Deeper than race

In 1972, with racial sensitivities running high, the YW took yet another bold step: It looked around to see what else needed changing. And because the organization’s mission involved empowering women, the group decided to turn its attention to the plight of teen moms.

At that time, high-school-age girls who became pregnant were not allowed to remain in school. Single motherhood and lack of education did not spell success, and the harsh rule sentenced them to a life of poverty. So the YW began to sponsor continuing education for the girls. A year later, the organization received a $60,000 grant to provide daycare for young mothers seeking to complete their education.

These days, pregnant teens can remain in the classroom, but their struggle hasn’t lessened — and neither has the YW’s commitment to helping them. Tangela Ballard has served as coordinator of the MotherLove program for the past two years, working to match teen moms and moms-to-be with mentors who help guide them within the school system, eliminating dropouts.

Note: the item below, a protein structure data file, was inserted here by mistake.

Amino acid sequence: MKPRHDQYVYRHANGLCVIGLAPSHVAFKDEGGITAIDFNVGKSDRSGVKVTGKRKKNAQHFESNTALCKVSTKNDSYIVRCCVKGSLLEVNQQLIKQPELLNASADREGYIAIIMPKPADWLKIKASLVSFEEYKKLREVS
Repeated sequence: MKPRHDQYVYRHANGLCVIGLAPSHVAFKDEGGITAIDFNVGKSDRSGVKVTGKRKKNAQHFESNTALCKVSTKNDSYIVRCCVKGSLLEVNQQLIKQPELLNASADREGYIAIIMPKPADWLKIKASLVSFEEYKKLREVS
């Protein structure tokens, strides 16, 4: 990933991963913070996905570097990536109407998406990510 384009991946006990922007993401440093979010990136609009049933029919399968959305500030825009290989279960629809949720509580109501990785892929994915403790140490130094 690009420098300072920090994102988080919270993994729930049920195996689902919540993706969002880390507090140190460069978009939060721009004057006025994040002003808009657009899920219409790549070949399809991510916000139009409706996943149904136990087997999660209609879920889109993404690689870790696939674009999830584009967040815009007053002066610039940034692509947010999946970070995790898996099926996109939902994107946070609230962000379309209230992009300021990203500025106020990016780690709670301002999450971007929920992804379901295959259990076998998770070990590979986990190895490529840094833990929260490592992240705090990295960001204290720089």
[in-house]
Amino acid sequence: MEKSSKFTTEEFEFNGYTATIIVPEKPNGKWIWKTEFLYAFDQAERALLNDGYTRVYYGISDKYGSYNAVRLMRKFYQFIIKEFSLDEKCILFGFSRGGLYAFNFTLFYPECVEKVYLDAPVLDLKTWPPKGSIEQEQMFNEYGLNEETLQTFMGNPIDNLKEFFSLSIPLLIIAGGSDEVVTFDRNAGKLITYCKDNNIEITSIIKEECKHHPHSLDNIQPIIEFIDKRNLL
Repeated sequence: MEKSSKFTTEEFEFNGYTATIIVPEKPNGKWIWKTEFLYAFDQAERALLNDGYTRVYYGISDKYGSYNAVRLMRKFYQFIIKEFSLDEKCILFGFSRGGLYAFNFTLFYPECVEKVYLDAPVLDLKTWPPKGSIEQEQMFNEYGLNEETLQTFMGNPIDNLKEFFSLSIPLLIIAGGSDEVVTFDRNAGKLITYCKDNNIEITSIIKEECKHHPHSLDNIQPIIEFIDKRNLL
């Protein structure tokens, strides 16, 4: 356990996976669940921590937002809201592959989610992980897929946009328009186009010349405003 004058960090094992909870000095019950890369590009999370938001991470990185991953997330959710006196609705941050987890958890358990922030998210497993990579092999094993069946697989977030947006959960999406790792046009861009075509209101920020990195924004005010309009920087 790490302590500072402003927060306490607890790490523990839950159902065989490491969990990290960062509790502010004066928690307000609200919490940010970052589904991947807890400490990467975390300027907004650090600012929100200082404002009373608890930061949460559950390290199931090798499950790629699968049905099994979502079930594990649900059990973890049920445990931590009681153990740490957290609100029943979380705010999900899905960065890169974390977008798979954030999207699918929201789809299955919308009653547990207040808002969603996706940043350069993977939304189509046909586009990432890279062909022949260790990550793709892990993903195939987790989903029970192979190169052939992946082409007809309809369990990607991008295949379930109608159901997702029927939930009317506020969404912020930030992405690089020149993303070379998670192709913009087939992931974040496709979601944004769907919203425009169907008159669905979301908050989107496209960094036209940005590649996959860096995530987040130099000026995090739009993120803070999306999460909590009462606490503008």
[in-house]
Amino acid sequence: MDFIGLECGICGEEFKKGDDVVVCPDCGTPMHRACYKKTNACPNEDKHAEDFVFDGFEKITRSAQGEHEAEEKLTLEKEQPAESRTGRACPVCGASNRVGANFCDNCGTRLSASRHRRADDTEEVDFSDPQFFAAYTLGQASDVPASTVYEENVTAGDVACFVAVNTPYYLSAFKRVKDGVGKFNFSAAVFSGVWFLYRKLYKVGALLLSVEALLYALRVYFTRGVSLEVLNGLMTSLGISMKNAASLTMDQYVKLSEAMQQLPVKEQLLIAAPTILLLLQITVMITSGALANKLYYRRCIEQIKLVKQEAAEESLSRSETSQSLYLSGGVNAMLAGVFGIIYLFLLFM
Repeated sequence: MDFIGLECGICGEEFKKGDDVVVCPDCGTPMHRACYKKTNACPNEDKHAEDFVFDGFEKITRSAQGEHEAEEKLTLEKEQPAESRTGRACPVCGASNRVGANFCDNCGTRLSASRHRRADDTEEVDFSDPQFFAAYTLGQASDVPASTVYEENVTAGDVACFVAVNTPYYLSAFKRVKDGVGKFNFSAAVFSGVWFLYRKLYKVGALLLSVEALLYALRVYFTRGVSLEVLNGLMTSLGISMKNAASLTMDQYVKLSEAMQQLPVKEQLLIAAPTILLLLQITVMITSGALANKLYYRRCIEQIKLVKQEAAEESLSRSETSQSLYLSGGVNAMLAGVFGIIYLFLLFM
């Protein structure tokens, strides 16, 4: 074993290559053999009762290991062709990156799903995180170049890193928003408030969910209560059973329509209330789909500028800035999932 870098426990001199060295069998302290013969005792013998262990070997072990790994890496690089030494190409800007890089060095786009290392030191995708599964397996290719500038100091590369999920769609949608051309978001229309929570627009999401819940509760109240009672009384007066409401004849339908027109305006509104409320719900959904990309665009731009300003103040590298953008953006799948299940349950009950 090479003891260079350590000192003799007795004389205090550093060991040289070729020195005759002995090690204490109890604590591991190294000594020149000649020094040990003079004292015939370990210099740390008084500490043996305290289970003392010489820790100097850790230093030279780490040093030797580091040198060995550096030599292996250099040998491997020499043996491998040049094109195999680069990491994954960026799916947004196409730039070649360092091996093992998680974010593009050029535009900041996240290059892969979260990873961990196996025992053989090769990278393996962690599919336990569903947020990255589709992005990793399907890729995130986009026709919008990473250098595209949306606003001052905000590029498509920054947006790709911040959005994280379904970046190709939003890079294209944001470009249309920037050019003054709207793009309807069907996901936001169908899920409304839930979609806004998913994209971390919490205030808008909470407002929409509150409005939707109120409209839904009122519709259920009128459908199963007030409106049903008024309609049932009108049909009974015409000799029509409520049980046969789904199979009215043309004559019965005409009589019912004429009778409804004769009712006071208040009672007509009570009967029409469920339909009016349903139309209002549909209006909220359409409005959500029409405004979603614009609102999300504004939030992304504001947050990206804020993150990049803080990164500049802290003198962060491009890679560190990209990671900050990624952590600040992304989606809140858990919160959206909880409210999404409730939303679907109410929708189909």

“Some of [the girls] feel like they’re in it by themselves,” she explains. “The first thing I do with a new participant is take the time with her.” Ballard adds: “I’ve always had a heart for kids, and I love making an impact on someone’s life. Sometimes I get a call at 2 or 3 a.m. and I’m going to the hospital with them.”

The young women Ballard works with range in age from 12 to 18. And if the idea of a pregnant 12-year-old might seem heartbreaking, MotherLove aims to replace tragedy with support. In collaboration with the Asheville City Preschool, the program picks up teen moms at their homes and delivers them and their children to daycare. From there, a bus transports the girls to school. There’s also the Lunch Bunch, a monthly group meeting where program participants can come together with their peers and hear assorted speakers.

“As an African-American, [teen pregnancy] is a great concern,” notes Ballard. “A lot of girls want to get pregnant; they think it’s cute, or they’re searching for love in all the wrong places. Then they have the baby, and … wow!”

To tackle that perception problem, MotherLove goes into the schools and talks to students about preventing pregnancy. On those excursions, Ballard packs an “empathy belly” to give teen boys a taste of what their girlfriends face. To date, the program boasts an impressive success rate — no repeat pregnancies prior to graduation — and this school year, there were seven high-school graduates.